Listen, we can’t truly pay back others in this business for their time, advice, references, etc. We can only say “thank you” so many times, and we can only send so many “thank you” note cards. We should no doubt express our great appreciation for the help we receive or the advice we get, but what we should really focus on is taking the advice and the knowledge we receive and actively paying it forward to the next person that is in need. That is Pay It Forward Golf.

Can you take me through the life of PIFG?

My interest in taking mentoring to a different level happened in late 2006. I thought there had been a noticeable increase in the rate of ineligible professionals as well as apprentice drop outs. I have a good friend that was an apprentice and would have been a true leader in this business, but he wasn’t so fortunate to be connected like so many are or have a solid group of mentors around him. Subsequently he dropped out and is doing great, however the golf profession lost a great one there.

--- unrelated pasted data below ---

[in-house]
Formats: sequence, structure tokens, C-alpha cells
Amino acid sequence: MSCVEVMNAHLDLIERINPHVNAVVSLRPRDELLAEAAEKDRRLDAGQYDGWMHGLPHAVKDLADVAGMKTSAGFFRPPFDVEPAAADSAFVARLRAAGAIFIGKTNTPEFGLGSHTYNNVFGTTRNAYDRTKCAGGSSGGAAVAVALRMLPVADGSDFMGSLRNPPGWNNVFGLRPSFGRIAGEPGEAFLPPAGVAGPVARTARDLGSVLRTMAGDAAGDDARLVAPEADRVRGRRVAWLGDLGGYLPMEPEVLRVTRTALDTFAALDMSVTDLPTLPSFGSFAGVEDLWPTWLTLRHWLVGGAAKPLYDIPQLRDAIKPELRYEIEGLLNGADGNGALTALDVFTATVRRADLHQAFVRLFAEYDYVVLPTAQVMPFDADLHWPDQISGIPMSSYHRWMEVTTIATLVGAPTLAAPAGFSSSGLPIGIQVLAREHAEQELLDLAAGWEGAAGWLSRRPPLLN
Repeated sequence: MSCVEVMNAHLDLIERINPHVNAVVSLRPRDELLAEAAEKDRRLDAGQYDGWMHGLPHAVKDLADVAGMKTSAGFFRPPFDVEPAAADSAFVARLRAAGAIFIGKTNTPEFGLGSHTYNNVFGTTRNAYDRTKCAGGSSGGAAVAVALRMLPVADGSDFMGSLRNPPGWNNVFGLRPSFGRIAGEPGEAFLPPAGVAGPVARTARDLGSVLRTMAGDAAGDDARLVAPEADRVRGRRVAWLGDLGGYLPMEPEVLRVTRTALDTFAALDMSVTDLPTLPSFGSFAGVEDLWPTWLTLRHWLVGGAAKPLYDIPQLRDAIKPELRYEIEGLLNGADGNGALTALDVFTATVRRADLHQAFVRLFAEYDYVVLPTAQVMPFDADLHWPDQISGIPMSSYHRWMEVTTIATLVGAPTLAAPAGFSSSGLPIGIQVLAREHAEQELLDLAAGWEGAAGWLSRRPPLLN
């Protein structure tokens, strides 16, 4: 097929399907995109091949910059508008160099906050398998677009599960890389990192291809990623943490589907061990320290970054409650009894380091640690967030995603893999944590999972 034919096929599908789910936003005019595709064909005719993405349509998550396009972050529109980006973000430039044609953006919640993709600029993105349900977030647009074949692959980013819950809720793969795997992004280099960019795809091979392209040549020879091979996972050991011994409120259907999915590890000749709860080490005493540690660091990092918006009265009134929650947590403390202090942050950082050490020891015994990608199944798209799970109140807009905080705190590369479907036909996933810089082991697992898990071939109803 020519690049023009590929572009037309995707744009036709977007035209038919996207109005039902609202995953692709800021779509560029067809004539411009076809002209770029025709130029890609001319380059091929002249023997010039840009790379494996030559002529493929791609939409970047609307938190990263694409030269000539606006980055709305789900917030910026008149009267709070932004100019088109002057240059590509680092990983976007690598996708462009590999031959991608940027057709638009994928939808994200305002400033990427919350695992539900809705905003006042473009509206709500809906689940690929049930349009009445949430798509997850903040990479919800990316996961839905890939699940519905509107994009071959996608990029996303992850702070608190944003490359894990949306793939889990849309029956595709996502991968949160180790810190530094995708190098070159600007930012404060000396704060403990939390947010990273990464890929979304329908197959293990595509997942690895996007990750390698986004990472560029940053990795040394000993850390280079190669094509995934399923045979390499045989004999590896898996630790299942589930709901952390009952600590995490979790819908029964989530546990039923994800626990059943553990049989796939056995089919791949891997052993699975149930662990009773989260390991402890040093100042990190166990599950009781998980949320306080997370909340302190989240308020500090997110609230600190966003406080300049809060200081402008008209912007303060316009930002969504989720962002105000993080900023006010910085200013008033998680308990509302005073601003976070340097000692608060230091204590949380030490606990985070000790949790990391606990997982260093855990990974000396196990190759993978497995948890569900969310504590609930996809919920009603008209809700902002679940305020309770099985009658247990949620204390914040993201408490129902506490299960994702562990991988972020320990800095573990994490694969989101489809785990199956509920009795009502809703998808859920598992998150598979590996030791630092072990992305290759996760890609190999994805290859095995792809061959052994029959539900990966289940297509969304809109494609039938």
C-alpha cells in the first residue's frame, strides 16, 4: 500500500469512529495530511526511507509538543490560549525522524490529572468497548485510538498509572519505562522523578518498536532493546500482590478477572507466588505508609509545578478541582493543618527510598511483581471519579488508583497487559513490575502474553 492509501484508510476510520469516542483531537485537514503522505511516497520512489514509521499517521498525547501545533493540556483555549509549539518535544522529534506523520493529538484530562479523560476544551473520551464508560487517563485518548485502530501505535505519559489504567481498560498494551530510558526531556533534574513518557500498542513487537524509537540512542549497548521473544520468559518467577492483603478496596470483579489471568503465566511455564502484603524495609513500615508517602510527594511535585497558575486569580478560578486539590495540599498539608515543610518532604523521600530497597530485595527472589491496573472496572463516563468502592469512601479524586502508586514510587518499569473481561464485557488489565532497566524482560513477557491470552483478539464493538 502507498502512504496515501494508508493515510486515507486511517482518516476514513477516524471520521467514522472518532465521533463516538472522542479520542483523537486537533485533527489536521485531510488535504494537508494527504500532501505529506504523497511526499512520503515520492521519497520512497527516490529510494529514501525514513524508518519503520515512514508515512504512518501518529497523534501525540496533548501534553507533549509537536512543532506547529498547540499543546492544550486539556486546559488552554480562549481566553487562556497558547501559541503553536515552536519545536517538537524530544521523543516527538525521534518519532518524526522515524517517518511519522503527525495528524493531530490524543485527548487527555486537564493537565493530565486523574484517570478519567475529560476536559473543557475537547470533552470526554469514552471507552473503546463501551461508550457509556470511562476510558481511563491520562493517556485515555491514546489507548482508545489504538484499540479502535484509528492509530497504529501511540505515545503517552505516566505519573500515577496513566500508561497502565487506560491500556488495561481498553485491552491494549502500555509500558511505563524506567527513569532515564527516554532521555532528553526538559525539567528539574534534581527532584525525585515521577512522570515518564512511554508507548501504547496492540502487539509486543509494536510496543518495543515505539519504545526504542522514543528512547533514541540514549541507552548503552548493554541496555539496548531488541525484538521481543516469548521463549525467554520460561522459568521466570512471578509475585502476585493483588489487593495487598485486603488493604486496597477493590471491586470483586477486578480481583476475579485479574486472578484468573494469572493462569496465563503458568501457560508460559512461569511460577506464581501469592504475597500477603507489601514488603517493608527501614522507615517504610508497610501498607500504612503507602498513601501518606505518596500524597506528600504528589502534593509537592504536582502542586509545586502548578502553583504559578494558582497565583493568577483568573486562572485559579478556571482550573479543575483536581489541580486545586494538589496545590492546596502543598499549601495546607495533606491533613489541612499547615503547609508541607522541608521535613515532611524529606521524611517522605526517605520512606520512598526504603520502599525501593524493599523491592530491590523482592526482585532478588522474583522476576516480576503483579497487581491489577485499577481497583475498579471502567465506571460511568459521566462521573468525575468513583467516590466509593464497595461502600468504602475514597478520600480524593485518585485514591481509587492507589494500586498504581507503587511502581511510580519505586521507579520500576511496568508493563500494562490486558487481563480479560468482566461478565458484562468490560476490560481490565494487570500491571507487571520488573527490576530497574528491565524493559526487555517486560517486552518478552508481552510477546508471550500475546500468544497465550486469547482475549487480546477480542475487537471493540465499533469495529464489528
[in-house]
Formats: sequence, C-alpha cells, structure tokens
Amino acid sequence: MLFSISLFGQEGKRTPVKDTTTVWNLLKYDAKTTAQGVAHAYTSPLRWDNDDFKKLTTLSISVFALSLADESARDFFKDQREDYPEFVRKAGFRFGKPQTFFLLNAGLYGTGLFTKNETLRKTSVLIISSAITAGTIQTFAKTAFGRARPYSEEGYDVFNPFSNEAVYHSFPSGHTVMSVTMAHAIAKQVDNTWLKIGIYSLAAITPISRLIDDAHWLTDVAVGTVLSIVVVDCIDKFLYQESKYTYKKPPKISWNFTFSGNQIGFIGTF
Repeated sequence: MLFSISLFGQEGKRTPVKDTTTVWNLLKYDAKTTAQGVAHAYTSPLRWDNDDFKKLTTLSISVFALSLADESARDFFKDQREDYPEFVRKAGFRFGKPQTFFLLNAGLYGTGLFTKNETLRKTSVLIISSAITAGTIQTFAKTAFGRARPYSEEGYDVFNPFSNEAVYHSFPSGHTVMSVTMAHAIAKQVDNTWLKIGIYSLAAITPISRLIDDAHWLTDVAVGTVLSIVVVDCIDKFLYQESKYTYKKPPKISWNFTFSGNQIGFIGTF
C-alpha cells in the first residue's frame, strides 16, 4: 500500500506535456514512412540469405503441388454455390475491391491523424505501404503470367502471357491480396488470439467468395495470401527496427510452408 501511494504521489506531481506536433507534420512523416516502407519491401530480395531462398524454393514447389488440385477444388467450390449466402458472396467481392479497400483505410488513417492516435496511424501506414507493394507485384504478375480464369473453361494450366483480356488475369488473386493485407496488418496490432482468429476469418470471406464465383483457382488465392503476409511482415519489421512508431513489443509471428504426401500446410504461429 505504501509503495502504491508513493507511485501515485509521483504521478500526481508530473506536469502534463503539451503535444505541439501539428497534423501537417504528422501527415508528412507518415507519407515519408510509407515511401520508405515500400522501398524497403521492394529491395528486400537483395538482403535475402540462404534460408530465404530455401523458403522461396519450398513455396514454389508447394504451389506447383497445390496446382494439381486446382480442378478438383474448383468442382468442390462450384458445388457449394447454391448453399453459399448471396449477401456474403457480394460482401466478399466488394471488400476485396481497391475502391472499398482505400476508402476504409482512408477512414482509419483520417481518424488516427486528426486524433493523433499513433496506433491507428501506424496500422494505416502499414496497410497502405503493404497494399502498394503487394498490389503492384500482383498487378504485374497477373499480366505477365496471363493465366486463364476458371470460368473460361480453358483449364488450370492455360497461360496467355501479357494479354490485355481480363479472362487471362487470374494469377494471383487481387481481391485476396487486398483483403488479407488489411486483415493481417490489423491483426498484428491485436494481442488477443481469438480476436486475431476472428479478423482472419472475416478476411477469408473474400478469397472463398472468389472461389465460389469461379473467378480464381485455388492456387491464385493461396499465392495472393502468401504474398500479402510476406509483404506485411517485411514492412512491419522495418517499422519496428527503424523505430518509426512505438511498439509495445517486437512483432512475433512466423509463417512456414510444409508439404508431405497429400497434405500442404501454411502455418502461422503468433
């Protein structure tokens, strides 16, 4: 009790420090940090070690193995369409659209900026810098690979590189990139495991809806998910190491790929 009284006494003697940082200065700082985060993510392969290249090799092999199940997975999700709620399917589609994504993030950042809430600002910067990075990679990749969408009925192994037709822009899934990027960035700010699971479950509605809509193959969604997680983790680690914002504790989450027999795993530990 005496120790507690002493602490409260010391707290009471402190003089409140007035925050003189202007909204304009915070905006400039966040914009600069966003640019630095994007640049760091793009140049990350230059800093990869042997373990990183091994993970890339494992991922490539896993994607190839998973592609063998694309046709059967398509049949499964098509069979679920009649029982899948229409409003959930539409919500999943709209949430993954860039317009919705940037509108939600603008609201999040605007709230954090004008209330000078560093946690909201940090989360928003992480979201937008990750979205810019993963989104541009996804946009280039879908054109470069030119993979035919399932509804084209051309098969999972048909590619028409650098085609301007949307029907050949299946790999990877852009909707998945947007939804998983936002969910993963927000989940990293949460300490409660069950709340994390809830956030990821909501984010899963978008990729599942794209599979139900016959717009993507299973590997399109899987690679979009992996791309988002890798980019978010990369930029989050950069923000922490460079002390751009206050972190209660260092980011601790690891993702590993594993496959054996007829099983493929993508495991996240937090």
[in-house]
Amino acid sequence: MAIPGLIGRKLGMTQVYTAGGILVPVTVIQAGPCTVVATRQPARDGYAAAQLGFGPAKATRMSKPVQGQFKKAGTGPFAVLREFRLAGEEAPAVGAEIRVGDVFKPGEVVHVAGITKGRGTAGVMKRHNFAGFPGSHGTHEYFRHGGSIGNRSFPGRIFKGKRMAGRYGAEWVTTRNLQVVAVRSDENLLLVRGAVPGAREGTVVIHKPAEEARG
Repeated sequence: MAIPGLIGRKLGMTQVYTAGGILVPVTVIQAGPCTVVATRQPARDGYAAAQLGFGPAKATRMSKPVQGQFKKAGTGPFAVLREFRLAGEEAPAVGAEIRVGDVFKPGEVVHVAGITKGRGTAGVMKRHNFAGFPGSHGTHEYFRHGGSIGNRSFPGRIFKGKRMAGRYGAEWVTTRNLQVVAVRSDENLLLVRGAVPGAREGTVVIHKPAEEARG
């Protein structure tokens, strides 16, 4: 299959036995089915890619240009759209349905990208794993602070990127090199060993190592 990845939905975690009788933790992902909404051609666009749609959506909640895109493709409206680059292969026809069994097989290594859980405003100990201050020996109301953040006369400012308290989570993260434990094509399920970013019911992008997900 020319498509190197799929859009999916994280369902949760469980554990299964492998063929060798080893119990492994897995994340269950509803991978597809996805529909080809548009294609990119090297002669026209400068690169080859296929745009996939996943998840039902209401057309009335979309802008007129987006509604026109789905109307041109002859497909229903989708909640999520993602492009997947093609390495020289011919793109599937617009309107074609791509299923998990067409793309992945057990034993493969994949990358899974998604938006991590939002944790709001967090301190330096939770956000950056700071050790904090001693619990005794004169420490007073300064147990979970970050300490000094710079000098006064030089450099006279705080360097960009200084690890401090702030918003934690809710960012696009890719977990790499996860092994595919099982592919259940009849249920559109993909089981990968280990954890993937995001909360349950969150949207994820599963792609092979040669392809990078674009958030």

By early 2007, I knew I wanted to do something online but I just didn’t know how to and I got really busy with a new job. In mid-2009, I got an urge to be more aggressive. I called a friend of mine who is a computer systems genius and asked him how I could inexpensively build a website. He pointed me in the direction of Drupal, an open source content management system that allows users to build their own website for free.